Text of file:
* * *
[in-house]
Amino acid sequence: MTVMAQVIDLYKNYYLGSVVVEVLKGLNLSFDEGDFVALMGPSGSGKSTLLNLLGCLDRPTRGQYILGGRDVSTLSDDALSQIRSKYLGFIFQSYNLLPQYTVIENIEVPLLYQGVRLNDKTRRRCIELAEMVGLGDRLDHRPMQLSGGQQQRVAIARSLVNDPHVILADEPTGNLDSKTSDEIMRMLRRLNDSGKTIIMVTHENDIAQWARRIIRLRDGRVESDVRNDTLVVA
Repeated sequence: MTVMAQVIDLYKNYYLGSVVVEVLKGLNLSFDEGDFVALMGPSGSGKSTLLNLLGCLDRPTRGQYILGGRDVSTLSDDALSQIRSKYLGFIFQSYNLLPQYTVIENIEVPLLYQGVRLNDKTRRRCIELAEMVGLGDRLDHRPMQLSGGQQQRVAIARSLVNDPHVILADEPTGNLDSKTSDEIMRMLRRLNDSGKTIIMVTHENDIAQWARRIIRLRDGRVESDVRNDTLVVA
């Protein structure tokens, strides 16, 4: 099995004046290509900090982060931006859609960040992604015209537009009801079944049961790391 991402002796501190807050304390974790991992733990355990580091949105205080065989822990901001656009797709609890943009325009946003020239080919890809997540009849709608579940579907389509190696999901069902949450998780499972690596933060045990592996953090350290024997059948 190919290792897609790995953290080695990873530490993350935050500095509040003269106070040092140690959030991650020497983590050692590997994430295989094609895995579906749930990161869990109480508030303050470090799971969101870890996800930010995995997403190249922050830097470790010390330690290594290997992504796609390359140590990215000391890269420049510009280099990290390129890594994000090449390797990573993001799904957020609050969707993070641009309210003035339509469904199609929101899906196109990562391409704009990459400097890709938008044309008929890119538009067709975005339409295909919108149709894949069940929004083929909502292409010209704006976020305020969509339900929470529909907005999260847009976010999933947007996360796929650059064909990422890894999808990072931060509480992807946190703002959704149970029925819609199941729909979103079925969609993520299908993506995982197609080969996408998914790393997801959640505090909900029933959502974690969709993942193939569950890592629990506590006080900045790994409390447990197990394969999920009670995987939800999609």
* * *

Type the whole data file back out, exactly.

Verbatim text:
[in-house]
Amino acid sequence: MTVMAQVIDLYKNYYLGSVVVEVLKGLNLSFDEGDFVALMGPSGSGKSTLLNLLGCLDRPTRGQYILGGRDVSTLSDDALSQIRSKYLGFIFQSYNLLPQYTVIENIEVPLLYQGVRLNDKTRRRCIELAEMVGLGDRLDHRPMQLSGGQQQRVAIARSLVNDPHVILADEPTGNLDSKTSDEIMRMLRRLNDSGKTIIMVTHENDIAQWARRIIRLRDGRVESDVRNDTLVVA
Repeated sequence: MTVMAQVIDLYKNYYLGSVVVEVLKGLNLSFDEGDFVALMGPSGSGKSTLLNLLGCLDRPTRGQYILGGRDVSTLSDDALSQIRSKYLGFIFQSYNLLPQYTVIENIEVPLLYQGVRLNDKTRRRCIELAEMVGLGDRLDHRPMQLSGGQQQRVAIARSLVNDPHVILADEPTGNLDSKTSDEIMRMLRRLNDSGKTIIMVTHENDIAQWARRIIRLRDGRVESDVRNDTLVVA
């Protein structure tokens, strides 16, 4: 099995004046290509900090982060931006859609960040992604015209537009009801079944049961790391 991402002796501190807050304390974790991992733990355990580091949105205080065989822990901001656009797709609890943009325009946003020239080919890809997540009849709608579940579907389509190696999901069902949450998780499972690596933060045990592996953090350290024997059948 190919290792897609790995953290080695990873530490993350935050500095509040003269106070040092140690959030991650020497983590050692590997994430295989094609895995579906749930990161869990109480508030303050470090799971969101870890996800930010995995997403190249922050830097470790010390330690290594290997992504796609390359140590990215000391890269420049510009280099990290390129890594994000090449390797990573993001799904957020609050969707993070641009309210003035339509469904199609929101899906196109990562391409704009990459400097890709938008044309008929890119538009067709975005339409295909919108149709894949069940929004083929909502292409010209704006976020305020969509339900929470529909907005999260847009976010999933947007996360796929650059064909990422890894999808990072931060509480992807946190703002959704149970029925819609199941729909979103079925969609993520299908993506995982197609080969996408998914790393997801959640505090909900029933959502974690969709993942193939569950890592629990506590006080900045790994409390447990197990394969999920009670995987939800999609």